– Thory1978
    Dec 21 '16 at 18:15
  • In that scenario VPNs wouldn't protect you as once the packets get out of the VPN network it would only be encrypted by the TLS encryption that the NSA can read. It would be harder to target a specific person though. Also some VPN providers rely on a certificate to encrypt traffic, it could be crafted too
    – Mr. E
    Dec 21 '16 at 18:17
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    @Mr.E it would depend how your VPN traffic is encrypted. And as far as what would be exposed, again it depends on the encryption method. If you were using a VPN with an encryption scheme unknown to the CAs and the NSA, your data/content would be safely tucked away in a cipher they couldn't break trivially.
    – INV3NT3D
    Dec 21 '16 at 18:22
  • @INV3NT3D Anyway, once the traffic goes through the VPN's exit node it will be completely breakable to the NSA, giving no protection. Deanonymization should be done to know who is the author of the traffic but it's not impossible, specially if you can craft whatever certificate you want
    – Mr. E
    Dec 21 '16 at 18:26
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    @Mr.E yes very true, if they had control over the exit node or could sit between the exit and you/your destination. Which I guess isn't too unreasonable to assume if they have magical certificate crafting powers. Good point.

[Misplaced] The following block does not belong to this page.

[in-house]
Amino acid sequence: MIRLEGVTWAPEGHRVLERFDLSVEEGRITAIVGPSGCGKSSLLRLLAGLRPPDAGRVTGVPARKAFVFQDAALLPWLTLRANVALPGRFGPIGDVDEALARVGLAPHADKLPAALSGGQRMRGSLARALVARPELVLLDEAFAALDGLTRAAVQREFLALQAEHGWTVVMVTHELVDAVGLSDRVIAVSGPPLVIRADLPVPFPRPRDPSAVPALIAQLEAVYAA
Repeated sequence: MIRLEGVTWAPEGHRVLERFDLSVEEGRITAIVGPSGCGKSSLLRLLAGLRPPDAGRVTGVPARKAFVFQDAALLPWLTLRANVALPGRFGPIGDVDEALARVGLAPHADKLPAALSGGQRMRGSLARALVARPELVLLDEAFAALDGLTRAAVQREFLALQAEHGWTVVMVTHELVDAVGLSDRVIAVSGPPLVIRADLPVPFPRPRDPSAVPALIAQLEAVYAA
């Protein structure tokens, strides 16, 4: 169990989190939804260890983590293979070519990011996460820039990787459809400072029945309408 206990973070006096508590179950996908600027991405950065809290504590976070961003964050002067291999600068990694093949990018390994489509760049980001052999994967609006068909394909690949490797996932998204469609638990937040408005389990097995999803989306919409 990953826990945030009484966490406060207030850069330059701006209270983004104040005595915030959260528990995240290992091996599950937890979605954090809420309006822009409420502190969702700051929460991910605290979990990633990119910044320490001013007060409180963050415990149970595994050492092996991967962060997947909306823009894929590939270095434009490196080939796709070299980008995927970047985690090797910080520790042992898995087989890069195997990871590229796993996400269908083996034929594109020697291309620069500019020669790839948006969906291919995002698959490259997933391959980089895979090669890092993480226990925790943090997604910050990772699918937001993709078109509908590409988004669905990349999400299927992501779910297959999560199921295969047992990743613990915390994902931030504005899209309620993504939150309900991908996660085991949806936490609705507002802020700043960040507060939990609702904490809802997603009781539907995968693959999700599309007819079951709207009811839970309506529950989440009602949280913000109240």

– INV3NT3D
    Dec 21 '16 at 18:31

They already have this ability. As of March 11, 2011 there are 46 government owned and operated Root Certificates in the Microsoft Root Program, the US making up 7% of this. This means these CAs can sign a valid certificate for any website, and a Windows computer will trust it, even if it was originally signed by LetsEncrypt or Comodo. The US Government operates one called the Federal PKI, although it's not trusted by all browsers. There have been multiple incidents of rogue CAs signing certificates for websites they are not supposed to sign for. A rogue government CA can do the same.


There is, however, a way for websites to partially limit the ability for CAs to abuse their power, called public key pinning. A server can send a header containing a fingerprint, telling the browser to only trust that fingerprint from then on, even if a "trusted" CA later gives it another perfectly valid certificate with another fingerprint. When this is sent by the server, the browser will trust it for a period of time specified by the HTTP headers. This is called dynamic public key pinning, or HPKP (HTTP Public Key Pinning).